Types of Friction Drive Belts

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Types of Friction Drive Belts
Drive belts transmit power through the belt's adherence to a pulley. (timing belt image by Albert Lozano from Fotolia.com)

Friction drive belt systems transmit power through the belt's adherence to a pulley. They are used as an economical option in industrial, automotive and commercial applications. They are very easy to install and require no lubrication. There are different types of friction drive belts available.

V-Belt Drive

This belt is called a V or vee belt because its cross section is V-shaped. These belts are usually found on older vehicles. Replacing V-belts is inexpensive and should be replaced every three years or 36,000 miles, since they are prone to experience failure. There are two types of V-belts, the cogged V-belt and the standard V-belt. The cogged V-belt has tapered sides which fit around a pulley or gear with matching grooves or teeth, typically used in high load applications. V-belt grooves provide a firmer grip on the pulleys or gears, thus preventing slips and prolonging the belt's life. The standard V-belt drives are not as wide as the cogged V-belt. Standard V-belt drives are ideal for light load applications, since such loads don't require the precise turning of gears.

Wedge Belt Drive

A wedge belt drive can deliver up to 25,000 hours of service. Depending on its usage, it can last approximately three to five years. The wedge belt has a power transmission efficiency of more than 95 per cent and is a direct derivative of the V-belt. However, it has a deeper trapezoidal cross section in comparison to a V-belt of similar top width. This design provides greater power transmission capability.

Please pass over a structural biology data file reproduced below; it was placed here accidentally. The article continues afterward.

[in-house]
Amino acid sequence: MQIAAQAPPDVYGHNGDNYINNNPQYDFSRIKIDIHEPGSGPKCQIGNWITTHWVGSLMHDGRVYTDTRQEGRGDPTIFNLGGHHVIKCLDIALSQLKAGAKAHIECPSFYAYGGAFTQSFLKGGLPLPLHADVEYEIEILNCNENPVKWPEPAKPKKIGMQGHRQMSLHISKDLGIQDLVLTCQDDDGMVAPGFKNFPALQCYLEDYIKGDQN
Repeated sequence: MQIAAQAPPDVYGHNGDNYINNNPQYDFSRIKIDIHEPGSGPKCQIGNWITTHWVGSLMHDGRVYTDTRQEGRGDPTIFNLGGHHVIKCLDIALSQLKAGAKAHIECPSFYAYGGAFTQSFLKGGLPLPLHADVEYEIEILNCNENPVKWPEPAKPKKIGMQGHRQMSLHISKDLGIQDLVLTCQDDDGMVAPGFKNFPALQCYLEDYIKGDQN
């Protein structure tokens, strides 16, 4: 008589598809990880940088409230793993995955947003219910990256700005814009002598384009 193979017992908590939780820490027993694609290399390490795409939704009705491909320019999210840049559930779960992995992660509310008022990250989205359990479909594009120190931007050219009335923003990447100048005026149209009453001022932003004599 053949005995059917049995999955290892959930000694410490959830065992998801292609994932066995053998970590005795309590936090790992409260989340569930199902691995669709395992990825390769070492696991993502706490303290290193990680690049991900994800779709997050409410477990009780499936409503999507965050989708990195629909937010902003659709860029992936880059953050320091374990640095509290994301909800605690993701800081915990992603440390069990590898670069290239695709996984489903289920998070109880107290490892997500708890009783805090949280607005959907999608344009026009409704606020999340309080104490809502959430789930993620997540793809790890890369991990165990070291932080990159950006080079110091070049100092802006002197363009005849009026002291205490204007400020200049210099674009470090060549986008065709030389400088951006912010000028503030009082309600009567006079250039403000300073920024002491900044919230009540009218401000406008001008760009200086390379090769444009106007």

Timing Belt

The timing belt drive appears in some engines with overhead camshafts. Timing belt drives are the choice of car manufacturers as they make less noise and cost less to manufacture than chains. Read your vehicle's manual to find the recommended mileage for replacing your timing belt. Recommended mileage ranges from 60,000 to 105,000. The timing belt works by turning the camshaft at exactly half the speed of the crankshaft. This is all done while maintaining a precise alignment.

Flat Belt Drive

There are two types of flat belts. These include small woven endless belts and higher power flat belts. The small woven endless belt is used where minimum vibration is required by the pulley when driving. On the other hand, the higher power flat belt has longitudinal grooves in the belt surface. These grooves reduce the air cushion that the flat belt generates while running onto a pulley.

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